In my previous analysis, I explored the armament and role of assault units. However, their actual effectiveness and structure often differs from what is written in manuals. To provide a more realistic perspective, I'll share a final insight about assault units
2/ To begin, it is crucial to differentiate between temporary and permanent assault units. Assault units that are integrated into a battalion, regiment, or brigade structure, are called "Storm" units. Their size can range from a company to a reinforced battalion
3/ There are also temporary assault units/groups assembled within a regiment or battalion for a specific assault operation, they do not have number, name, defined structure, regular commanders, or armament, but are instead tailored to each mission's specific requirements
4/ Temporary assault formations are created for specific missions and do not receive additional training or time to build unit coordination. Once the mission is completed, the formation is disbanded and soldiers return to their regular platoons and companies until the next task.
5/ For instance, if the enemy detects that Ukrainian defenders have only 10 soldiers in a trench with no significant anti-tank weaponry, they may form an assault group with a 5:1 advantage and support it with a few tanks to increase their chances of success.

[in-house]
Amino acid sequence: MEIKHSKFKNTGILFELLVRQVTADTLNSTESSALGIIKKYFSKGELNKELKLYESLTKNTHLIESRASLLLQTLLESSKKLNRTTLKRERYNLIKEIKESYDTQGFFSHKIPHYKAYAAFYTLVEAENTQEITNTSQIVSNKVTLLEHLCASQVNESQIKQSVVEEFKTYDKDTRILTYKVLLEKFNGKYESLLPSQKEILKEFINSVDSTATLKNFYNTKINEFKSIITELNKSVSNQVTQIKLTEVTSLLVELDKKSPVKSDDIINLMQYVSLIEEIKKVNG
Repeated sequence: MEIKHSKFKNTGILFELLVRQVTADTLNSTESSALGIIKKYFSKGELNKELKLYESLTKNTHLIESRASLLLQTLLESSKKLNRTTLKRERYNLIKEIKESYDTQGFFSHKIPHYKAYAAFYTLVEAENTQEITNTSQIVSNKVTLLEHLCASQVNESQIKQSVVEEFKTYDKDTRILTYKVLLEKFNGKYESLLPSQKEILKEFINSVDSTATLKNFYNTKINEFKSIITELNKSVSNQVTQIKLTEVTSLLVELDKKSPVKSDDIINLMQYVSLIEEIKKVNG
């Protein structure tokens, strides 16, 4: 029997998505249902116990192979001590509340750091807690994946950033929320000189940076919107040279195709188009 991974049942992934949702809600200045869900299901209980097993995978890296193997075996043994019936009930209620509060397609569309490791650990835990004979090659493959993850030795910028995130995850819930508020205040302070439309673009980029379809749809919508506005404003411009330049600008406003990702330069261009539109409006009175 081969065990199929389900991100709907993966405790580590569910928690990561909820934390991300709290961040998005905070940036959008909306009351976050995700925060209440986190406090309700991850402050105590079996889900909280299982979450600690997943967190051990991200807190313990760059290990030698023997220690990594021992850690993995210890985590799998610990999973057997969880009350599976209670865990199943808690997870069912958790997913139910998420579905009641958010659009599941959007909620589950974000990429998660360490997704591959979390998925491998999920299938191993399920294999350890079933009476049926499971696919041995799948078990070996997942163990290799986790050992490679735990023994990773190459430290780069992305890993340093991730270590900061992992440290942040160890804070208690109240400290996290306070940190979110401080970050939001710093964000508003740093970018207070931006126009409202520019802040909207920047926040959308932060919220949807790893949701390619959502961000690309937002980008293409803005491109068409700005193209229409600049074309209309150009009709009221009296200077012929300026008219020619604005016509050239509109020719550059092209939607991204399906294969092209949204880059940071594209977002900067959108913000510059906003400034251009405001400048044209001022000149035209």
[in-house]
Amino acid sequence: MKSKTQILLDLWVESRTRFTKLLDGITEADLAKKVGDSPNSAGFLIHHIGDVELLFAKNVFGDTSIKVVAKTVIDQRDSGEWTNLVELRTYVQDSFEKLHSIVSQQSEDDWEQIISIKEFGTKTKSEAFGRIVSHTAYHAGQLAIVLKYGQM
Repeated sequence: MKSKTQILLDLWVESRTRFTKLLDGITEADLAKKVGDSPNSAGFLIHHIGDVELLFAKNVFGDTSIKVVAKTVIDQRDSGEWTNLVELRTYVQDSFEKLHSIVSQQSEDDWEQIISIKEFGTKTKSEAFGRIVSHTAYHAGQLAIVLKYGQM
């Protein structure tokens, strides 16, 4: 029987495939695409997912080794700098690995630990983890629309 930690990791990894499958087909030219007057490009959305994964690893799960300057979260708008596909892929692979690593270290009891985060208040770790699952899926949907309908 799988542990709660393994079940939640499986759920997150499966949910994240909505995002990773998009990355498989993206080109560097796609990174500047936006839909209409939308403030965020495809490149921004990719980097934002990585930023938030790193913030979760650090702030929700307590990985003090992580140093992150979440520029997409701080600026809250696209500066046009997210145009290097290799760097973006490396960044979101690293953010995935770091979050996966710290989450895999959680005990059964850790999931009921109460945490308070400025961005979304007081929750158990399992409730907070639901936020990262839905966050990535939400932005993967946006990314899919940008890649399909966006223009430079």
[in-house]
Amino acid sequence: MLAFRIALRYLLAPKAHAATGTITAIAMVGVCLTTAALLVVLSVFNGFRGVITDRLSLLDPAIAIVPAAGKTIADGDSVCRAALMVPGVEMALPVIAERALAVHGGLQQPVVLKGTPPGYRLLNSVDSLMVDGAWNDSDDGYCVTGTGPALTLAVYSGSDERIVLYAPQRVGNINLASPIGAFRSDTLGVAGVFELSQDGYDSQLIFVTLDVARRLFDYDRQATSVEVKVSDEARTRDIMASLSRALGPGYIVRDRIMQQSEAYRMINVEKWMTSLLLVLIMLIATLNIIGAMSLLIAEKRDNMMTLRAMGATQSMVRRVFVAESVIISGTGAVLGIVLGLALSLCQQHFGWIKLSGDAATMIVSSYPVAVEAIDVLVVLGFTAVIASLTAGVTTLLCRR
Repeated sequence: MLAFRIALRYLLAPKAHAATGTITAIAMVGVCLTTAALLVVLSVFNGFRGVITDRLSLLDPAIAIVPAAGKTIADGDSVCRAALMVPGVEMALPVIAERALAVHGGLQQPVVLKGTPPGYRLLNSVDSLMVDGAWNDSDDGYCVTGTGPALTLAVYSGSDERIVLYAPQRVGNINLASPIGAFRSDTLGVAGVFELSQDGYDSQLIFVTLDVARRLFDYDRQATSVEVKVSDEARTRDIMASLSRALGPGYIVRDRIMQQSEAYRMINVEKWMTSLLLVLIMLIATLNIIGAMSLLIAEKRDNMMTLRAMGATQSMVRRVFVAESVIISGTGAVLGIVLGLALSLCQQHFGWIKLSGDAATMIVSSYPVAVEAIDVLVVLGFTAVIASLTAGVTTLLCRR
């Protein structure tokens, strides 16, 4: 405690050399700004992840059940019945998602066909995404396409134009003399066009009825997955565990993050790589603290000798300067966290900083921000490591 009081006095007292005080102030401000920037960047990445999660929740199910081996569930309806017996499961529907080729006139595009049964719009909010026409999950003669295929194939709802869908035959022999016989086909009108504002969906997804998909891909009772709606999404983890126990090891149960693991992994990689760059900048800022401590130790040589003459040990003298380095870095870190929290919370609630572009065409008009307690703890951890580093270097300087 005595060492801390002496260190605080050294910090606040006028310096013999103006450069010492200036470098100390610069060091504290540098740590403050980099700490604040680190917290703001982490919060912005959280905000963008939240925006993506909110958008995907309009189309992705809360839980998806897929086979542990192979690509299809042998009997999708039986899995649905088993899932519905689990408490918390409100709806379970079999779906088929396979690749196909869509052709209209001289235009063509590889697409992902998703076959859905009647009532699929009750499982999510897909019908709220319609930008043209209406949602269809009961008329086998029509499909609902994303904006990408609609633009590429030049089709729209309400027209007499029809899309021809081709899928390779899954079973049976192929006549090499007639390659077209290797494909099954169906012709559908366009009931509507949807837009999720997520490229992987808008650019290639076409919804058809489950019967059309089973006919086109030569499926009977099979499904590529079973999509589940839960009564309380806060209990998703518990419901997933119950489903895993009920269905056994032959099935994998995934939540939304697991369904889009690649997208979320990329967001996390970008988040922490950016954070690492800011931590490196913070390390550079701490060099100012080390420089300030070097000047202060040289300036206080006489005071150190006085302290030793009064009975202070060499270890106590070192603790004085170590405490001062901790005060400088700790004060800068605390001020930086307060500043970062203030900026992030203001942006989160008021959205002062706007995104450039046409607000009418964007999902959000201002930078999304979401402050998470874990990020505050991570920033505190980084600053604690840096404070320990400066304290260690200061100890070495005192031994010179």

6/ Based on personal anecdotes gathered across the frontline, the quality of temporary assault units is questionable. These units have displayed a propensity to retreat after initial losses and often lack proper communication, leading to difficulties in coordinating their actions
7/ Furthermore, they have been vulnerable to deception, with many being misled into launching premature assaults under false pretenses, such as the purported destruction of Ukrainian positions by artillery fire.
8/ Permanent assault units called "Storm" are integrated into the structure and have formal commanders. The quality of their training can vary widely depending on the unit forming the "storm" unit, ranging from no training to rigorous and serious training.